COP26 supremos pushed agendas onto developing nations, who pointed out that the metaphorical car would not work. India was asked to put forth a plan to stop using coal, and they said no thanks. China would not support it either, nor even would the US. Even the EU – the EU! – threw up their own roadblocks by refusing to place nuclear power in its green energy category (nuclear is the only zero-emission mid-term hope to dramatically reduce hydrocarbon consumption). In the ultimate irony, as the EU-led COP26 forum made progress on the elimination of fossil fuel subsidies, some EU member states were creating brand new fossil fuel subsidies (in the form of capped energy bills for citizens) to help their populations deal with hydrocarbon shortages/soaring prices.

It’s the exact same pattern – start with their vision, build grandiose plans, spend a fortune, then realize the whole thing (Europe’s insistence on renewables as a solution) doesn’t work. To underscore the point, global consumption of hydrocarbons, the fuel squarely in the crosshairs at COP26, is now being consumed at all-time high levels, with global consumption still growing. Hydrocarbons remain stuck firmly as source for about 80% of the world’s energy needs for decades now, despite a trillion or two thrown at renewables.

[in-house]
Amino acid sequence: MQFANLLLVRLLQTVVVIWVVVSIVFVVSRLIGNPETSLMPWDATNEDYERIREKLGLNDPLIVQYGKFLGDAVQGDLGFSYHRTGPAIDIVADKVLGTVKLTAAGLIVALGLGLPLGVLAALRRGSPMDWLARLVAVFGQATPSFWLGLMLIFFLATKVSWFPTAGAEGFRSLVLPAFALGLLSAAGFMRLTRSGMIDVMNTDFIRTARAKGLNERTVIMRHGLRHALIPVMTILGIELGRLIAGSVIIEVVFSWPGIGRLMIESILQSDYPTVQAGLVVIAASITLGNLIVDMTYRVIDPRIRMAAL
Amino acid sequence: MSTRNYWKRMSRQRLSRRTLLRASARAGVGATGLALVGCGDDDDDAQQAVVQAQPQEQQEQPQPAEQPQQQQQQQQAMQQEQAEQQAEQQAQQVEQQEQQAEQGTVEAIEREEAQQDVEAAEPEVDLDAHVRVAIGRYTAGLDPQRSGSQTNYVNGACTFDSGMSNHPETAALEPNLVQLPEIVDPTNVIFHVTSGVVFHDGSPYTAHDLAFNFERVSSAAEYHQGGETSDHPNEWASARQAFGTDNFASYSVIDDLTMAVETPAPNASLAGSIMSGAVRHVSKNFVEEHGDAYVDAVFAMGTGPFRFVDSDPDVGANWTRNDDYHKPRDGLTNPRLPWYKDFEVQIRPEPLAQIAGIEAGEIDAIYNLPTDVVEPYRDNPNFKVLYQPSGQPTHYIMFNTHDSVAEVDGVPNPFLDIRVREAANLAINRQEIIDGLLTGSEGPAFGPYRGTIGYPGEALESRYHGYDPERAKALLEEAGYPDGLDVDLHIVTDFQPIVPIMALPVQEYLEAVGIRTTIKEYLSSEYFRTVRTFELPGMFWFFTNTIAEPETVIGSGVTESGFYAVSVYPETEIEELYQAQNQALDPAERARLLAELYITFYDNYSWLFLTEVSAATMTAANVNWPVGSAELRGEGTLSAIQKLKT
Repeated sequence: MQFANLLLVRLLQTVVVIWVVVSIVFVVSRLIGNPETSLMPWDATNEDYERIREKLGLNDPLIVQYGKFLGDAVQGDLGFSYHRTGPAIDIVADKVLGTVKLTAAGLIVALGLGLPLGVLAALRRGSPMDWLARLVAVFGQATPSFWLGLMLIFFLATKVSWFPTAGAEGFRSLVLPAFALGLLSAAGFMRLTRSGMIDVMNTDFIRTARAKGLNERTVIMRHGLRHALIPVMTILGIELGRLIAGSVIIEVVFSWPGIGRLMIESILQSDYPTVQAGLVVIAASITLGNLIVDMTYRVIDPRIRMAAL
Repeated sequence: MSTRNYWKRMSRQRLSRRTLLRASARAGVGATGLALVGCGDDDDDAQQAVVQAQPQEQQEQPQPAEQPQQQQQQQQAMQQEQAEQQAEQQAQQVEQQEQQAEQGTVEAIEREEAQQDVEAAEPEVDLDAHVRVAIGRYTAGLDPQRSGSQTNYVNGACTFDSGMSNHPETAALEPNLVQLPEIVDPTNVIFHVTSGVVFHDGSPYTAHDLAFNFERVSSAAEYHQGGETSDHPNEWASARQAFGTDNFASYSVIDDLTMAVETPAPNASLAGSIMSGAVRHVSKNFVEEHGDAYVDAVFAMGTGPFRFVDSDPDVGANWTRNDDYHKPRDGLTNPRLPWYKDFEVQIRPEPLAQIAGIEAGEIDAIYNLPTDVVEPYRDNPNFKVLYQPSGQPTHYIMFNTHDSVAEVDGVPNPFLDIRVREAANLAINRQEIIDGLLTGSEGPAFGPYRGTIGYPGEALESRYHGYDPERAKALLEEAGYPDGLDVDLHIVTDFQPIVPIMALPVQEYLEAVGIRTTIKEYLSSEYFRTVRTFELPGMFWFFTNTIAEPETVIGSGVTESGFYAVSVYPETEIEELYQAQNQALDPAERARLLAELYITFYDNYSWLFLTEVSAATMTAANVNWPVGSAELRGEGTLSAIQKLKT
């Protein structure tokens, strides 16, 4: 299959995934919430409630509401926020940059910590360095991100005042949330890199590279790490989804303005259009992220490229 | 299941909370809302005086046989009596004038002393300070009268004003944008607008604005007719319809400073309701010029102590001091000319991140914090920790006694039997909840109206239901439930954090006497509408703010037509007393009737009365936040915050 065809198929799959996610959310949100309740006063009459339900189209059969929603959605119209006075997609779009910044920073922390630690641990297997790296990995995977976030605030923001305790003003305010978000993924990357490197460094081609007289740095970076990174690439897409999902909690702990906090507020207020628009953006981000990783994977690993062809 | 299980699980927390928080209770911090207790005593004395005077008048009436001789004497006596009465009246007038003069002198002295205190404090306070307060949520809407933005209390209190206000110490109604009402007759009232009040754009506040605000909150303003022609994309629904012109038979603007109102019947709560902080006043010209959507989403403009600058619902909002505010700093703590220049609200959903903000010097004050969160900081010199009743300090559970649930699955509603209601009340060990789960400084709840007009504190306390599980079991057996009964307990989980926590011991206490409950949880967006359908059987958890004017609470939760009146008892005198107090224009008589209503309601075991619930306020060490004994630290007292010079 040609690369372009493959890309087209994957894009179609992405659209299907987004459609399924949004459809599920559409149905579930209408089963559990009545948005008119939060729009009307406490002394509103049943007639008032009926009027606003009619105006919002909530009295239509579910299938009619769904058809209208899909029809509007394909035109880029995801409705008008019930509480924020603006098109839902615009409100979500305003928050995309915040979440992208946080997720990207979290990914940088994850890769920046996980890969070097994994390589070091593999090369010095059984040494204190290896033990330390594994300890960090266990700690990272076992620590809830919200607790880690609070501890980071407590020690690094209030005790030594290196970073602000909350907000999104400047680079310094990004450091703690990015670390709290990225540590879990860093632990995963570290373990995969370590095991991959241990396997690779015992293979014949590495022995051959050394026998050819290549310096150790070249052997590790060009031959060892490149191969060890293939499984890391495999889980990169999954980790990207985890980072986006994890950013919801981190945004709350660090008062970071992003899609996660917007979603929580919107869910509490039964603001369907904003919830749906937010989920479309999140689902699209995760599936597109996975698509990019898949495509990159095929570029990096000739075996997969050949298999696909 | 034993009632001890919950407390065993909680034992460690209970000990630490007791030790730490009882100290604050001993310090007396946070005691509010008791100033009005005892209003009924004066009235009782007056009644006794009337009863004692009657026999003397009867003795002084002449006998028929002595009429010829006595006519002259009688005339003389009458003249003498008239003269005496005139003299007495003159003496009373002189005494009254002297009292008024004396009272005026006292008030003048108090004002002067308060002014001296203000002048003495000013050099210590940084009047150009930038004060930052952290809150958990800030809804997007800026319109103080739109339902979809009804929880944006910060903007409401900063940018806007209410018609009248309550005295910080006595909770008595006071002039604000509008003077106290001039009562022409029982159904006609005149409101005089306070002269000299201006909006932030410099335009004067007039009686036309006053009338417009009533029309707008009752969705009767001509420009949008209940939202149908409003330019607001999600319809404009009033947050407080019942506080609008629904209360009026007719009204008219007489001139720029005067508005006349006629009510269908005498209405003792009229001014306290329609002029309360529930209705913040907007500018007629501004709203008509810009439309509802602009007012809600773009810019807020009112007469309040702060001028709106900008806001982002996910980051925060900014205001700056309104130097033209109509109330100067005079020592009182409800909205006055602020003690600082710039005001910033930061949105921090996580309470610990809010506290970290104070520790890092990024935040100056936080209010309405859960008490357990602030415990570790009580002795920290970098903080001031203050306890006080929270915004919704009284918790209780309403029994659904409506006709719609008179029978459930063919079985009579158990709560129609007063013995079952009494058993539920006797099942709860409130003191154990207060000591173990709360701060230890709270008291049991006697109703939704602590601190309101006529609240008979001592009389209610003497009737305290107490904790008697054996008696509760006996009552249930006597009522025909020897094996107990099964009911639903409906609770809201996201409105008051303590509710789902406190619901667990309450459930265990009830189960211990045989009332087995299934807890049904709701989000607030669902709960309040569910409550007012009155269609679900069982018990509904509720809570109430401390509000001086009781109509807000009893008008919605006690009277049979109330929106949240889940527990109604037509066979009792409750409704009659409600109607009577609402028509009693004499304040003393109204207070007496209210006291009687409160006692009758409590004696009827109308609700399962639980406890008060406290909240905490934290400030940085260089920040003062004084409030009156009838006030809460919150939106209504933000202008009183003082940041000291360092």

None of the above is to trash the idea of an energy transition, of course. One will happen. One is happening. What is key about the one that is happening though is that it is progressing because it is dovetailing with the existing hydrocarbon system, not trying to dance on its grave.